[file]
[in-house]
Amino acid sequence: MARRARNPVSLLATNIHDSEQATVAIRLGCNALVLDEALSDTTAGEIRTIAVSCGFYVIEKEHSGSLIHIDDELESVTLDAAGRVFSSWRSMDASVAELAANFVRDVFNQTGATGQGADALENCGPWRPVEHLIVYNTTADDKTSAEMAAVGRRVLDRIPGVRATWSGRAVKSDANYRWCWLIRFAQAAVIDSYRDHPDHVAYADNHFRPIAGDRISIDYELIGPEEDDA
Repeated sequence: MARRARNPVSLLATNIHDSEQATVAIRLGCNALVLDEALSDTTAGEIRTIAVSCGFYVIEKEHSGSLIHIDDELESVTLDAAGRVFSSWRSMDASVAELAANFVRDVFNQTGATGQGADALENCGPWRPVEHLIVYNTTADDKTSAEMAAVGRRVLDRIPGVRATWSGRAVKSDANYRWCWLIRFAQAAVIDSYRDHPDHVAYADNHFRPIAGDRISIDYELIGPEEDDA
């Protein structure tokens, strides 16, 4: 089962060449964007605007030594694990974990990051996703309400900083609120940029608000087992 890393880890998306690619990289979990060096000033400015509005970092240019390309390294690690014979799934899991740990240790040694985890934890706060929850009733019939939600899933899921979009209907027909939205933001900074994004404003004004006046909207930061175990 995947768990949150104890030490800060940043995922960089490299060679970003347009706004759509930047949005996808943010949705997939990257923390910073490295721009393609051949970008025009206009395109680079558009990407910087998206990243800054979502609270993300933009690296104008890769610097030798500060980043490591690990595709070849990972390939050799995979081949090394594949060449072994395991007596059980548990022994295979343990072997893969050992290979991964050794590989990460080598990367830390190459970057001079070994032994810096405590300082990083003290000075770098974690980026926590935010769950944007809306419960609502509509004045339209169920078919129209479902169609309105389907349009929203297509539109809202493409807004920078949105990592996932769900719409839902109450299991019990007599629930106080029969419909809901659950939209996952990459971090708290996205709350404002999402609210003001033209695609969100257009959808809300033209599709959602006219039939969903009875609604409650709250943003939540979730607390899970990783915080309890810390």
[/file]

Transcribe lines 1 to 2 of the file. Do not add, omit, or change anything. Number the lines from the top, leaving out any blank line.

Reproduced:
[in-house]
Amino acid sequence: MARRARNPVSLLATNIHDSEQATVAIRLGCNALVLDEALSDTTAGEIRTIAVSCGFYVIEKEHSGSLIHIDDELESVTLDAAGRVFSSWRSMDASVAELAANFVRDVFNQTGATGQGADALENCGPWRPVEHLIVYNTTADDKTSAEMAAVGRRVLDRIPGVRATWSGRAVKSDANYRWCWLIRFAQAAVIDSYRDHPDHVAYADNHFRPIAGDRISIDYELIGPEEDDA